Legislature declares September 11 as Patriot Day



The Alaska Legislature today unanimously passed a bill establishing September 11 of each year as Patriot Day.

On Sept. 11, 2001, the United States suffered the worst terrorist attack in its history. Nearly 3,000 people lost their lives and more than 6,000 were injured.

“Patriot Day honors the men and women who came to the rescue on September 11, 2001,” said Sen. Kevin Meyer (R-Anchorage), the bill’s sponsor.

“This bill is about recognizing members of law enforcement, firefighters, emergency medical responders, doctors, nurses, first responders, and ordinary citizens–everyone who demonstrated courage and sacrifice on that day.” – Sen. Kevin Meyer

SB 152 requests the governor to order the observation of Patriot Day and to display the U.S. flag at half-staff in honor of those who lost their lives in the Sept. 11, 2001 terrorist attack.

Sen. Kevin Meyer, SB 152 bill sponsor

“We should never forget our fellow Americans who’ve made the ultimate sacrifice in defense of our nation since that tragic day in 2001,” said Sen. Meyer. “Alaska-based military personnel have fought terrorists abroad–as recently as the September deployment of the 4-25th Brigade from Joint Base Elmendorf Richardson–on a mission that truly began on Sept. 11, 2001.”

In a time when our Legislature is highly divided on fiscal issues, there could have been no stronger statement than 60-0. Sponsors signed on from both sides of the political spectrum, making it clear to the governor that any dilution of the intent of the day is unacceptable.


Ben Eielson High School Air Force Junior ROTC cadets raise the American flag for reveille as a tribute to Patriot Day at Amber Hall Sept. 11, 2012, Eielson Air Force Base, Alaska. Patriot Day is a day to reflect on the lives lost and to honor the memory of the sacrifices made on 9/11. (U.S. Air Force photo/Airman 1st Class Zachary Perras)


Last year, Walker issued a Sept. 11 Commemoration Day statement  that spelled out a new meaning for the day. It would be one where “we as Americans reflect on the importance to our nation of freedom, tolerance, patriotism, diversity, and respect for others, and are grateful for the rights and freedoms that we hold as Americans.”

It was a dilution of the national intent of Patriot Day, turning it into a day where pure patriotism and heroism were mixed in with reflection on diversity and tolerance, freedom, patriotism. Walker had mixed messages together to make Patriot Day mush.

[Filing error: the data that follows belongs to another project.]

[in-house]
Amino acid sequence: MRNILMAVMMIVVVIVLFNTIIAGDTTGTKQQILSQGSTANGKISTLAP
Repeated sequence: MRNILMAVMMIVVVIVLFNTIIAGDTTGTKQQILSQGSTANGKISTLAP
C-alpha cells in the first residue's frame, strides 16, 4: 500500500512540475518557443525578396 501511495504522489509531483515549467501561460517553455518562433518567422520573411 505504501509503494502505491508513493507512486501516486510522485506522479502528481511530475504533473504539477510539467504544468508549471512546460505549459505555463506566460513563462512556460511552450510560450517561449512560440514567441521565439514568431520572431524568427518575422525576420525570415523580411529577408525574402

The criticism was stinging and swift. Walker fielded dozens of angry calls and mounted a defense at the rebuke that came his way, saying he was doing what everyone had done before him.

But he hadn’t — he had changed the intent of the day and Alaskans saw that as an insult to the memory of those who rushed into the flames, and those who went to war to secure our nation from further attacks on our homeland.

Today, no stronger statement could have been made than this: While Alaskans appreciate tolerance, diversity, and respect, patriotism is a thing apart. It’s about sacrifice for one’s fellow countrymen. It’s about showing courage and love of America, as a parent loves a child with unflinching willingness to put one’s life on the line.

SB 152 is now on its way to the governor’s desk to be signed into law, which will help him remember in September, when he signs the proclamation, that the day is a national day of mourning, and a profound day for all Alaskans to honor and remember those who sacrificed.

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(A bill to make Sept. 11 a national day of mourning was introduced in the U.S. House on October 25, 2001, by Rep. Vito Fossella (R-NY) with 22 co-sponsors, among them 11 Democrats and 11 Republicans. The bill requested that the President designate September 11 of each year as Patriot Day. Joint Resolution 71 passed the House by a vote of 407–0, with 25 members not voting. The bill passed the Senate unanimously on November 30. President Bush signed the resolution into law on December 18, 2001. On September 4, 2002. Sept. 11, 2002, as the first Patriot Day.)


  1. Do not be fooled. The Governor is a graduate of Lewis and Clark College in Portland, which is one of the most politically “correct” colleges in the US. His proclamation likely reflects his views. I would not be surprised to see him veto SB 152 as being insensitive and offensive to the various groups he fawningly serves.

  2. Governor Walker isn’t the sharpest knife in the drawer, is he?
    He keeps having to be reminded of what things represent and how things are remembered.

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